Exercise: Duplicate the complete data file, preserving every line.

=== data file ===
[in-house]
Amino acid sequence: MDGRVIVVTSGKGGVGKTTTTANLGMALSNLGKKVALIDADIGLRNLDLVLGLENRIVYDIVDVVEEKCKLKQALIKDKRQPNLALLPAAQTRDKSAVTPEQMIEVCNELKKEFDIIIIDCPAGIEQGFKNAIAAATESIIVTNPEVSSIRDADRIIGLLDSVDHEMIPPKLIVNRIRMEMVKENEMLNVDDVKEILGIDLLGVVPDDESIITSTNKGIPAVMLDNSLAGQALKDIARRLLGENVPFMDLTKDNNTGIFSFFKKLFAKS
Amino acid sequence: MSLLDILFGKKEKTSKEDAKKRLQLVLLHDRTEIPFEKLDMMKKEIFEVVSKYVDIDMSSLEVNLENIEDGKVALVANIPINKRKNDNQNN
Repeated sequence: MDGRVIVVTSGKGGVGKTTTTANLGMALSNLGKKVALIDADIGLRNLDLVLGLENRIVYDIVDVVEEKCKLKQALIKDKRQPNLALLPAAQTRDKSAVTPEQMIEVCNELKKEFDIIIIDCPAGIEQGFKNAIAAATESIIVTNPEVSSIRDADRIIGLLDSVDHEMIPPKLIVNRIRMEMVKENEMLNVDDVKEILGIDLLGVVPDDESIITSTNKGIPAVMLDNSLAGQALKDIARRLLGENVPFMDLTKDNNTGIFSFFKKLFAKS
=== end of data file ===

[in-house]
Amino acid sequence: MDGRVIVVTSGKGGVGKTTTTANLGMALSNLGKKVALIDADIGLRNLDLVLGLENRIVYDIVDVVEEKCKLKQALIKDKRQPNLALLPAAQTRDKSAVTPEQMIEVCNELKKEFDIIIIDCPAGIEQGFKNAIAAATESIIVTNPEVSSIRDADRIIGLLDSVDHEMIPPKLIVNRIRMEMVKENEMLNVDDVKEILGIDLLGVVPDDESIITSTNKGIPAVMLDNSLAGQALKDIARRLLGENVPFMDLTKDNNTGIFSFFKKLFAKS
Amino acid sequence: MSLLDILFGKKEKTSKEDAKKRLQLVLLHDRTEIPFEKLDMMKKEIFEVVSKYVDIDMSSLEVNLENIEDGKVALVANIPINKRKNDNQNN
Repeated sequence: MDGRVIVVTSGKGGVGKTTTTANLGMALSNLGKKVALIDADIGLRNLDLVLGLENRIVYDIVDVVEEKCKLKQALIKDKRQPNLALLPAAQTRDKSAVTPEQMIEVCNELKKEFDIIIIDCPAGIEQGFKNAIAAATESIIVTNPEVSSIRDADRIIGLLDSVDHEMIPPKLIVNRIRMEMVKENEMLNVDDVKEILGIDLLGVVPDDESIITSTNKGIPAVMLDNSLAGQALKDIARRLLGENVPFMDLTKDNNTGIFSFFKKLFAKS